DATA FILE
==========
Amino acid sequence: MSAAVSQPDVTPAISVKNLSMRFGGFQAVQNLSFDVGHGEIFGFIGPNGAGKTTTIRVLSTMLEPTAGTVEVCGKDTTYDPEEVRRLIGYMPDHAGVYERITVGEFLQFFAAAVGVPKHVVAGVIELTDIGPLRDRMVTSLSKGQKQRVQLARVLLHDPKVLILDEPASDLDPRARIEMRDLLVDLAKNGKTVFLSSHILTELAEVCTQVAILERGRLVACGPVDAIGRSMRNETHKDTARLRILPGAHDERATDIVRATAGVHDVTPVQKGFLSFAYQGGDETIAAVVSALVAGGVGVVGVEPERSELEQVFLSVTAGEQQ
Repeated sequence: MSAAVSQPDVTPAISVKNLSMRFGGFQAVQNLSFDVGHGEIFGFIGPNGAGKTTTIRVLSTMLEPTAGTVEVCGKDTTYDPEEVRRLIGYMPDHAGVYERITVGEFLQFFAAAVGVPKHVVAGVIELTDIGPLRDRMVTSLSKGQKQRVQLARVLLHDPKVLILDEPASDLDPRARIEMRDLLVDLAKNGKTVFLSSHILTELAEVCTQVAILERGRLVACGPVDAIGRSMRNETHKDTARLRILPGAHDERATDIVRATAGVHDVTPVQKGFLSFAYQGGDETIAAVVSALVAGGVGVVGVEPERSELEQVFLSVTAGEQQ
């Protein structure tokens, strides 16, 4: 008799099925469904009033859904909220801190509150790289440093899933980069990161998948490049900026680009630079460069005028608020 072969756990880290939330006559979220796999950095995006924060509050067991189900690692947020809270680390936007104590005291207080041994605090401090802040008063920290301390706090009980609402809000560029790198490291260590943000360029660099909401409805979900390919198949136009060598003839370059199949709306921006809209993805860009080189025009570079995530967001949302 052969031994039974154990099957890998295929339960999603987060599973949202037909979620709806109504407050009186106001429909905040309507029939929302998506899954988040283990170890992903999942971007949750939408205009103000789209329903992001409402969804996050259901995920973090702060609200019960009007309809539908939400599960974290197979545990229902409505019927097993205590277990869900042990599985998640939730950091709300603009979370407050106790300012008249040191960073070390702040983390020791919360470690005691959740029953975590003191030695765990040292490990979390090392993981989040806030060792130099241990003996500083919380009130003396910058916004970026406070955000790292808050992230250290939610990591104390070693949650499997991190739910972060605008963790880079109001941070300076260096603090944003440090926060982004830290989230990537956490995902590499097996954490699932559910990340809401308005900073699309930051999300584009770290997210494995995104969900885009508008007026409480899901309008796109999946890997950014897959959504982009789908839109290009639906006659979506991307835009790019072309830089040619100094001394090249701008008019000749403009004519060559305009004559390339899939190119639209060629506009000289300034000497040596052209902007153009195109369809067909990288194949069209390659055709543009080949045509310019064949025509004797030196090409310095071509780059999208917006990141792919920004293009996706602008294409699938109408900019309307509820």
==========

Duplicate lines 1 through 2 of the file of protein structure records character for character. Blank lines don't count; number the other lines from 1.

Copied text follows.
Amino acid sequence: MSAAVSQPDVTPAISVKNLSMRFGGFQAVQNLSFDVGHGEIFGFIGPNGAGKTTTIRVLSTMLEPTAGTVEVCGKDTTYDPEEVRRLIGYMPDHAGVYERITVGEFLQFFAAAVGVPKHVVAGVIELTDIGPLRDRMVTSLSKGQKQRVQLARVLLHDPKVLILDEPASDLDPRARIEMRDLLVDLAKNGKTVFLSSHILTELAEVCTQVAILERGRLVACGPVDAIGRSMRNETHKDTARLRILPGAHDERATDIVRATAGVHDVTPVQKGFLSFAYQGGDETIAAVVSALVAGGVGVVGVEPERSELEQVFLSVTAGEQQ
Repeated sequence: MSAAVSQPDVTPAISVKNLSMRFGGFQAVQNLSFDVGHGEIFGFIGPNGAGKTTTIRVLSTMLEPTAGTVEVCGKDTTYDPEEVRRLIGYMPDHAGVYERITVGEFLQFFAAAVGVPKHVVAGVIELTDIGPLRDRMVTSLSKGQKQRVQLARVLLHDPKVLILDEPASDLDPRARIEMRDLLVDLAKNGKTVFLSSHILTELAEVCTQVAILERGRLVACGPVDAIGRSMRNETHKDTARLRILPGAHDERATDIVRATAGVHDVTPVQKGFLSFAYQGGDETIAAVVSALVAGGVGVVGVEPERSELEQVFLSVTAGEQQ